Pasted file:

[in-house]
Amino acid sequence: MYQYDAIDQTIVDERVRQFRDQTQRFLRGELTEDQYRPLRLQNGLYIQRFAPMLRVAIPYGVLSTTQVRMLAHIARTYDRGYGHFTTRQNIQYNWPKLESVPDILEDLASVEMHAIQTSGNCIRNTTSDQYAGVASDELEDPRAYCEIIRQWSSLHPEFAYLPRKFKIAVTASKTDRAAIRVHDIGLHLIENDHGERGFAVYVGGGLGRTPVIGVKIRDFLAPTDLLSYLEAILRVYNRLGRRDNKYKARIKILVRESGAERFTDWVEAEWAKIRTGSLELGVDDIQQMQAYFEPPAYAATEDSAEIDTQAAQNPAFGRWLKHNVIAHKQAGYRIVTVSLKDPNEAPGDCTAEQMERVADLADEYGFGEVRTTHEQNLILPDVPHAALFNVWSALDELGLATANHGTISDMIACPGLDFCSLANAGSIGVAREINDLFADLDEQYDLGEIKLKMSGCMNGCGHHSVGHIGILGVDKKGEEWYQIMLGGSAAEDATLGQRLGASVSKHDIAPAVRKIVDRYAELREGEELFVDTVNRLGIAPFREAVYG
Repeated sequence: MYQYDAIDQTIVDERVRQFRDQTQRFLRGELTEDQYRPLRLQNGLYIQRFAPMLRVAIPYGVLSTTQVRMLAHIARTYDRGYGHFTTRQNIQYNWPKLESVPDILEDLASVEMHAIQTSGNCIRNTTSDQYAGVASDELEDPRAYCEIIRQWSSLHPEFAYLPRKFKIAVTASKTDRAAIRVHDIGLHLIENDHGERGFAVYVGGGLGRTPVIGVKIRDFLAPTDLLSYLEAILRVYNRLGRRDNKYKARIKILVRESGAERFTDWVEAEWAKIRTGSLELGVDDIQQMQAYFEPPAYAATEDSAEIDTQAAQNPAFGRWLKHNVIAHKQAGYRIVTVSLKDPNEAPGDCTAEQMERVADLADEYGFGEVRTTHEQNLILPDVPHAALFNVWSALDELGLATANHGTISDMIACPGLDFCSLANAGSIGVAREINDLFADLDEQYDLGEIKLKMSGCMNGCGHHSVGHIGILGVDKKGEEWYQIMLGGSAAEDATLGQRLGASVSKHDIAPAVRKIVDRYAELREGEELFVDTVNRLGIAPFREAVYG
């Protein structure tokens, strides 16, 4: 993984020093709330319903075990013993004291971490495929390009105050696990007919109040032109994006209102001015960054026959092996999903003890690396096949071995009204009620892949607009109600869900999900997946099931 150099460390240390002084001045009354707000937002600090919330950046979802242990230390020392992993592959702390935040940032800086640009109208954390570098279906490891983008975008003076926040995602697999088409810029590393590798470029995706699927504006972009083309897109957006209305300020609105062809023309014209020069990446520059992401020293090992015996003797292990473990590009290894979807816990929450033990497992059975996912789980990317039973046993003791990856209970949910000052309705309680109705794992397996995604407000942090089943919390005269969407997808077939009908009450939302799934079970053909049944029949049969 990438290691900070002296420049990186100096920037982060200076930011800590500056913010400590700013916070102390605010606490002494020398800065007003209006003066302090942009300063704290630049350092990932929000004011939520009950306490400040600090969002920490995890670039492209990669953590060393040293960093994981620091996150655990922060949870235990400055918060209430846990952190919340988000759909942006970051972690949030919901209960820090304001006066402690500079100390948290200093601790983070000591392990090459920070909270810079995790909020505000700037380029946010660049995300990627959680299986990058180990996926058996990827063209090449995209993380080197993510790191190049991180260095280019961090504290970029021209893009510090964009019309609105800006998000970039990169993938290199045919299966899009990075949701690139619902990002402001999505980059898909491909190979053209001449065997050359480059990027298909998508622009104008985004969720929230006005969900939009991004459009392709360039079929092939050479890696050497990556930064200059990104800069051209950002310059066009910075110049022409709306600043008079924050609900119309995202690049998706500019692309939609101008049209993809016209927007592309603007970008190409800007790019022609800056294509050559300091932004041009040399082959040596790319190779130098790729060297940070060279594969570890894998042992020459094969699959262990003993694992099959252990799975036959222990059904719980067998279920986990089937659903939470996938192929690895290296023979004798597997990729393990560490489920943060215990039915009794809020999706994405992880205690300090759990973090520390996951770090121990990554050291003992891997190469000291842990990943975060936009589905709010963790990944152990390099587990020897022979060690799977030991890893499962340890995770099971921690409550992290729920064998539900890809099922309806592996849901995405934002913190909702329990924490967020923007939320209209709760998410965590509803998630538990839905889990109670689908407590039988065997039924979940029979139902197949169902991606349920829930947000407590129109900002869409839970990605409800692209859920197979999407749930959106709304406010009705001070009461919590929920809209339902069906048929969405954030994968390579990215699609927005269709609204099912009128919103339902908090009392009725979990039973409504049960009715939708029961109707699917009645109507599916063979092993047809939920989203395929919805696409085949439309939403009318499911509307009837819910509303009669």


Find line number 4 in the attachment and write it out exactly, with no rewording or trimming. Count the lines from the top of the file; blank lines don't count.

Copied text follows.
């Protein structure tokens, strides 16, 4: 993984020093709330319903075990013993004291971490495929390009105050696990007919109040032109994006209102001015960054026959092996999903003890690396096949071995009204009620892949607009109600869900999900997946099931 150099460390240390002084001045009354707000937002600090919330950046979802242990230390020392992993592959702390935040940032800086640009109208954390570098279906490891983008975008003076926040995602697999088409810029590393590798470029995706699927504006972009083309897109957006209305300020609105062809023309014209020069990446520059992401020293090992015996003797292990473990590009290894979807816990929450033990497992059975996912789980990317039973046993003791990856209970949910000052309705309680109705794992397996995604407000942090089943919390005269969407997808077939009908009450939302799934079970053909049944029949049969 990438290691900070002296420049990186100096920037982060200076930011800590500056913010400590700013916070102390605010606490002494020398800065007003209006003066302090942009300063704290630049350092990932929000004011939520009950306490400040600090969002920490995890670039492209990669953590060393040293960093994981620091996150655990922060949870235990400055918060209430846990952190919340988000759909942006970051972690949030919901209960820090304001006066402690500079100390948290200093601790983070000591392990090459920070909270810079995790909020505000700037380029946010660049995300990627959680299986990058180990996926058996990827063209090449995209993380080197993510790191190049991180260095280019961090504290970029021209893009510090964009019309609105800006998000970039990169993938290199045919299966899009990075949701690139619902990002402001999505980059898909491909190979053209001449065997050359480059990027298909998508622009104008985004969720929230006005969900939009991004459009392709360039079929092939050479890696050497990556930064200059990104800069051209950002310059066009910075110049022409709306600043008079924050609900119309995202690049998706500019692309939609101008049209993809016209927007592309603007970008190409800007790019022609800056294509050559300091932004041009040399082959040596790319190779130098790729060297940070060279594969570890894998042992020459094969699959262990003993694992099959252990799975036959222990059904719980067998279920986990089937659903939470996938192929690895290296023979004798597997990729393990560490489920943060215990039915009794809020999706994405992880205690300090759990973090520390996951770090121990990554050291003992891997190469000291842990990943975060936009589905709010963790990944152990390099587990020897022979060690799977030991890893499962340890995770099971921690409550992290729920064998539900890809099922309806592996849901995405934002913190909702329990924490967020923007939320209209709760998410965590509803998630538990839905889990109670689908407590039988065997039924979940029979139902197949169902991606349920829930947000407590129109900002869409839970990605409800692209859920197979999407749930959106709304406010009705001070009461919590929920809209339902069906048929969405954030994968390579990215699609927005269709609204099912009128919103339902908090009392009725979990039973409504049960009715939708029961109707699917009645109507599916063979092993047809939920989203395929919805696409085949439309939403009318499911509307009837819910509303009669």